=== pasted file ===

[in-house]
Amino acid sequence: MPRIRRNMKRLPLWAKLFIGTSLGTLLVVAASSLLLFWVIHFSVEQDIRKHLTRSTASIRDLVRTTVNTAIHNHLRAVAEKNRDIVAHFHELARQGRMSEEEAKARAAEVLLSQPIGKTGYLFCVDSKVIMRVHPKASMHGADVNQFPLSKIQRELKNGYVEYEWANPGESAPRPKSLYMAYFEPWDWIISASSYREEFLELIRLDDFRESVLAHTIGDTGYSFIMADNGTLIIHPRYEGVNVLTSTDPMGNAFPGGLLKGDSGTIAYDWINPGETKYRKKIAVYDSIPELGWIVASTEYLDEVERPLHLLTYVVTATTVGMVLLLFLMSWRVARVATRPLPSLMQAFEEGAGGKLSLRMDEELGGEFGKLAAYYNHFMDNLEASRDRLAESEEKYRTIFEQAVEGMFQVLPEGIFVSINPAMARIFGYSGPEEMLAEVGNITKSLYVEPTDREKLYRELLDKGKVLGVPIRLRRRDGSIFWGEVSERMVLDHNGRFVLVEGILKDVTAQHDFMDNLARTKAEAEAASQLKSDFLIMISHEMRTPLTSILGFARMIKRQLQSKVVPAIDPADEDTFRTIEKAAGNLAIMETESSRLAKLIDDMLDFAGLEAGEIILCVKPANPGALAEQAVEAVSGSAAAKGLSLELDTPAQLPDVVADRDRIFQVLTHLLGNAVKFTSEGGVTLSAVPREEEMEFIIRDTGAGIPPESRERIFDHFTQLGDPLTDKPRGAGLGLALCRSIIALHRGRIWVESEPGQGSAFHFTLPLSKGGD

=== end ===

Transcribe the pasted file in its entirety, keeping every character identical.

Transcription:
[in-house]
Amino acid sequence: MPRIRRNMKRLPLWAKLFIGTSLGTLLVVAASSLLLFWVIHFSVEQDIRKHLTRSTASIRDLVRTTVNTAIHNHLRAVAEKNRDIVAHFHELARQGRMSEEEAKARAAEVLLSQPIGKTGYLFCVDSKVIMRVHPKASMHGADVNQFPLSKIQRELKNGYVEYEWANPGESAPRPKSLYMAYFEPWDWIISASSYREEFLELIRLDDFRESVLAHTIGDTGYSFIMADNGTLIIHPRYEGVNVLTSTDPMGNAFPGGLLKGDSGTIAYDWINPGETKYRKKIAVYDSIPELGWIVASTEYLDEVERPLHLLTYVVTATTVGMVLLLFLMSWRVARVATRPLPSLMQAFEEGAGGKLSLRMDEELGGEFGKLAAYYNHFMDNLEASRDRLAESEEKYRTIFEQAVEGMFQVLPEGIFVSINPAMARIFGYSGPEEMLAEVGNITKSLYVEPTDREKLYRELLDKGKVLGVPIRLRRRDGSIFWGEVSERMVLDHNGRFVLVEGILKDVTAQHDFMDNLARTKAEAEAASQLKSDFLIMISHEMRTPLTSILGFARMIKRQLQSKVVPAIDPADEDTFRTIEKAAGNLAIMETESSRLAKLIDDMLDFAGLEAGEIILCVKPANPGALAEQAVEAVSGSAAAKGLSLELDTPAQLPDVVADRDRIFQVLTHLLGNAVKFTSEGGVTLSAVPREEEMEFIIRDTGAGIPPESRERIFDHFTQLGDPLTDKPRGAGLGLALCRSIIALHRGRIWVESEPGQGSAFHFTLPLSKGGD